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Salvation Army to aid flood victims

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Nashville auto dealer Gary Dan Futrell, far right, talks about the local response to disastrous flooding in south Louisiana. He's surrounded by donors and Salvation Army board members.

By Louie Graves
News-Leader staff

He got emotional when recalling the events of the May 2015 tornado which ripped through his neighborhood, and how the community came together to help storm victims resume their lives.

The speaker was Nashville auto dealer Gary Dan Futrell who is heading up the Salvation Army kickoff for Howard County’s aid to flood-stricken Louisiana.

“This is our chance to bring hope to the people of Louisiana,” he said, surrounded by supporters and members of the local Salvation Army governing board.

Futrell also said that he and his wife Donna, and the employees of York Gary Autoplex would pledge a $5,000 cash donation.

In the auto dealership showroom were some items already donated to the cause; like, 20 cases of bottled water from the prosecuting attorney; 5,000 mops from JW Manufacturing in Mineral Springs; chainsaws and blowers from Husqvarna.

Local Salvation Army president Theresa Jones said that the organization had been here for 10 years, and that this kind of local response “has been my experience.”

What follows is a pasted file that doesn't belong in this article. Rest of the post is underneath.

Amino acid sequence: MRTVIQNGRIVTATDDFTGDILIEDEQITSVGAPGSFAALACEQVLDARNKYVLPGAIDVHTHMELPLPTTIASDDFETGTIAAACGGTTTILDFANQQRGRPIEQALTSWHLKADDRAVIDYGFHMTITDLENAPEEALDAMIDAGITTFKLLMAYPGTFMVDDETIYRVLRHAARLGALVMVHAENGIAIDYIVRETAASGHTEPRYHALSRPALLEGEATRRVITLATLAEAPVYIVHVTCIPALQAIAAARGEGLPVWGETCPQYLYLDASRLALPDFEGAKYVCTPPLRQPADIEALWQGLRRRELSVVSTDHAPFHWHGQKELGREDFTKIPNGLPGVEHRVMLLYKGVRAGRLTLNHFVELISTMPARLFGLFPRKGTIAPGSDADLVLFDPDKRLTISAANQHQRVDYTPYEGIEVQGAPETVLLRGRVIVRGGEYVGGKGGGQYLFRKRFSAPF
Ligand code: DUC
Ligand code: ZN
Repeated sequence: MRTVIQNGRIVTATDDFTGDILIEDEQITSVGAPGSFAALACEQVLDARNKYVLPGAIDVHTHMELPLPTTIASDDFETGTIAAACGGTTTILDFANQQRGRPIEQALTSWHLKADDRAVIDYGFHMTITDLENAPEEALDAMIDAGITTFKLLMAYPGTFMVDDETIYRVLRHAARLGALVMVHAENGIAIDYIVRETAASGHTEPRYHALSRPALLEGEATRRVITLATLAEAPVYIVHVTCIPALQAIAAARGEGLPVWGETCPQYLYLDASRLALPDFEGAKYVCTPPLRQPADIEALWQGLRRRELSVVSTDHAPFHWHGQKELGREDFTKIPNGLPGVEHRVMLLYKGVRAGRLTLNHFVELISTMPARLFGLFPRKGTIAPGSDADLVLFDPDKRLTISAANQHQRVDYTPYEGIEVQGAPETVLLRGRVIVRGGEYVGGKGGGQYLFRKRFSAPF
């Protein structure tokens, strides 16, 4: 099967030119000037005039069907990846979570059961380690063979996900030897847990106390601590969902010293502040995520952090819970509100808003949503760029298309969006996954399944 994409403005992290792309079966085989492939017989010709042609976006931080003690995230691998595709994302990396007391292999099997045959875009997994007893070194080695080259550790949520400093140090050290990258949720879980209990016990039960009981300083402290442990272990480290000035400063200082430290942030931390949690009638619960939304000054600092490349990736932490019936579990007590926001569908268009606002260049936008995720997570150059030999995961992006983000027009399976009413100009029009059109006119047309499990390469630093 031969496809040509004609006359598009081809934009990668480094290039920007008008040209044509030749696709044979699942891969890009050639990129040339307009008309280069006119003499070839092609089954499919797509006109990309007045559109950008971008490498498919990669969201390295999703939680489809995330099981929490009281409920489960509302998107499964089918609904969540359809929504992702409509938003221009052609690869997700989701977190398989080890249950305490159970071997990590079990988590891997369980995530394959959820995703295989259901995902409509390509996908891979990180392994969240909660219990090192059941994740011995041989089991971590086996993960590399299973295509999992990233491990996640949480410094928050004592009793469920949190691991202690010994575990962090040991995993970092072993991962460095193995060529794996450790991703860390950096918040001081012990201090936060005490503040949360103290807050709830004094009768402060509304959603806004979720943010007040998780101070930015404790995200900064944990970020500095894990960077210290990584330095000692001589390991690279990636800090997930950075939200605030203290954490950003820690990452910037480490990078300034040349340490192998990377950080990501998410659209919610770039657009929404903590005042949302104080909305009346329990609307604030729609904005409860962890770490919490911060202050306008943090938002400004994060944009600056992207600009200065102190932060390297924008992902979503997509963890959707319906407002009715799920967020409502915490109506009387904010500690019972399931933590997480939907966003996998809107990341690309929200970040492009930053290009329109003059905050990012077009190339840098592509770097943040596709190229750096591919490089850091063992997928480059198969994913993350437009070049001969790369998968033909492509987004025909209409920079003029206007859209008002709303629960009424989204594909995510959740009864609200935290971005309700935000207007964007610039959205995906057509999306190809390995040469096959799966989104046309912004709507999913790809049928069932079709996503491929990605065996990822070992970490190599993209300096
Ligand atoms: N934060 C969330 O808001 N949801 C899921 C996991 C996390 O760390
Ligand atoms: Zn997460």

Drinking water and other items for Louisiana residents affected by the disastrous flood is being collected by the Salvation Army chapter. Futrell said that the Salvation Army preferred new and packaged items.

According to local Salvation Army president Jones, by noon Monday a number of local businesses and individuals had already given support and donations.

“We are now asking Howard County residents to donate drinking water, gallon bottles of bleach, mops and all types of gloves,” Jones said in a news release. “All donations will be transported to Louisiana at the end of the donation drive.” She did not set an end date for the collections, and said she hoped that the items could be taken directly to Baton Rouge.

Early donors include York Gary Autoplex, JW Manufacturing, Prosecuting Attorney Bryan Chesshir, Cash Saver grocery store, and Nashville Police Chief Dale Pierce.

Drop-off locations include: Diamond Bank in Mineral Springs; York Gary Autoplex, Nashville Community Church, Nashville Police Department, Dierks City Hall and Howard County Sheriff’s Office.

The Louisiana flood has been called the worst disaster since Hurricane Sandy, and thousands of residents in the Baton Rouge area have lost everything they own. More than 110,000 homes have been damaged, and 50,000 displaced residents will depend upon organizations such as the Salvation Army for food and shelter. Damage has been placed at about $20.7 billion.

To contact Jones, call 845-3009, or 557-0430.

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